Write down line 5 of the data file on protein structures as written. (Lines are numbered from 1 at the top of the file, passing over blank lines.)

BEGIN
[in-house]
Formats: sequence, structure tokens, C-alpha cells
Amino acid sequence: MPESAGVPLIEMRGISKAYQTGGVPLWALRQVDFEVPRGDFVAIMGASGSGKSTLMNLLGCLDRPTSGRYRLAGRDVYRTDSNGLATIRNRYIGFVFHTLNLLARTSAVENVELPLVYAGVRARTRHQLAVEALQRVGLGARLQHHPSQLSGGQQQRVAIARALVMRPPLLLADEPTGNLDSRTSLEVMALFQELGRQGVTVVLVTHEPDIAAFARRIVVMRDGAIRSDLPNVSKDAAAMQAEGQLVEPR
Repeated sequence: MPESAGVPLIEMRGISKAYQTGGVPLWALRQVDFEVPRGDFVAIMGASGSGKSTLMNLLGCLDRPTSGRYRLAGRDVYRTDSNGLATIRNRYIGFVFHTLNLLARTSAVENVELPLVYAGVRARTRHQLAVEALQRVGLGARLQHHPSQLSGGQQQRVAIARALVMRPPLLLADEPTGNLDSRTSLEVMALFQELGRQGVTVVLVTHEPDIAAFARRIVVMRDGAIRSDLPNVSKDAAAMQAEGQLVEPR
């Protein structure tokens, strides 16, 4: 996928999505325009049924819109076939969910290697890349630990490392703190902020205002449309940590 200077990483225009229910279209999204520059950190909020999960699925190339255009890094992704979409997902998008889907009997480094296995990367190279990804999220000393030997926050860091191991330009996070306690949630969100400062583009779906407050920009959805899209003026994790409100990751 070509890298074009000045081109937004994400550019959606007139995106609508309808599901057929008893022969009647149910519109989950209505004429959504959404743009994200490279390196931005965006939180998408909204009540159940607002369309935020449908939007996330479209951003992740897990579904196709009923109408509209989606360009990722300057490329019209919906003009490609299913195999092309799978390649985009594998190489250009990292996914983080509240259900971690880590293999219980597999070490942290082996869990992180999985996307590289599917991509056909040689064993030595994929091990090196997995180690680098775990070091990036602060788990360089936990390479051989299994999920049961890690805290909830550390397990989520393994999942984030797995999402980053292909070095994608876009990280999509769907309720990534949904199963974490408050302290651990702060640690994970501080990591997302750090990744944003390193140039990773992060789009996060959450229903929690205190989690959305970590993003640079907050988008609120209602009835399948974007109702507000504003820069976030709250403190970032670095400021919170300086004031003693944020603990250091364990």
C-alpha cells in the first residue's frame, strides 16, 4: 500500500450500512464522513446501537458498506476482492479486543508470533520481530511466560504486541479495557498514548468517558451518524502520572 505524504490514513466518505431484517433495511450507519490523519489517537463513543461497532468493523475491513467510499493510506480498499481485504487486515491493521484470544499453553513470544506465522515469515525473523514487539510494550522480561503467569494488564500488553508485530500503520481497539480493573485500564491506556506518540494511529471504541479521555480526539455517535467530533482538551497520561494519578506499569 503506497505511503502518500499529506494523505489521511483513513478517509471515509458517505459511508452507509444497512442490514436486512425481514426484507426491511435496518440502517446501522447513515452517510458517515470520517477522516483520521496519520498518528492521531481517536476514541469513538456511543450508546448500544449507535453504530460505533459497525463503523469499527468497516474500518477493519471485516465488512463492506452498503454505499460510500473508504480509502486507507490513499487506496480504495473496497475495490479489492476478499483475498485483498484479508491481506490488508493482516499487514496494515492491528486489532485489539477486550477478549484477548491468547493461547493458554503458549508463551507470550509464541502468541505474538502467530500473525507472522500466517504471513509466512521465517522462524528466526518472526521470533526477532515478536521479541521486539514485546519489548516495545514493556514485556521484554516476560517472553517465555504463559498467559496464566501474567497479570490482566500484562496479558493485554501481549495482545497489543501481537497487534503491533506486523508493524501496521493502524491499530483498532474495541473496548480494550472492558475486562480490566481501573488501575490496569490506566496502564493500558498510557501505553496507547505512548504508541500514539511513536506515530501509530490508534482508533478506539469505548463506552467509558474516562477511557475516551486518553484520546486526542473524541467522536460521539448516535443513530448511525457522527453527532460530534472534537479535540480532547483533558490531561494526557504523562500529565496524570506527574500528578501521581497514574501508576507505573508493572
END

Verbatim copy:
């Protein structure tokens, strides 16, 4: 996928999505325009049924819109076939969910290697890349630990490392703190902020205002449309940590 200077990483225009229910279209999204520059950190909020999960699925190339255009890094992704979409997902998008889907009997480094296995990367190279990804999220000393030997926050860091191991330009996070306690949630969100400062583009779906407050920009959805899209003026994790409100990751 070509890298074009000045081109937004994400550019959606007139995106609508309808599901057929008893022969009647149910519109989950209505004429959504959404743009994200490279390196931005965006939180998408909204009540159940607002369309935020449908939007996330479209951003992740897990579904196709009923109408509209989606360009990722300057490329019209919906003009490609299913195999092309799978390649985009594998190489250009990292996914983080509240259900971690880590293999219980597999070490942290082996869990992180999985996307590289599917991509056909040689064993030595994929091990090196997995180690680098775990070091990036602060788990360089936990390479051989299994999920049961890690805290909830550390397990989520393994999942984030797995999402980053292909070095994608876009990280999509769907309720990534949904199963974490408050302290651990702060640690994970501080990591997302750090990744944003390193140039990773992060789009996060959450229903929690205190989690959305970590993003640079907050988008609120209602009835399948974007109702507000504003820069976030709250403190970032670095400021919170300086004031003693944020603990250091364990």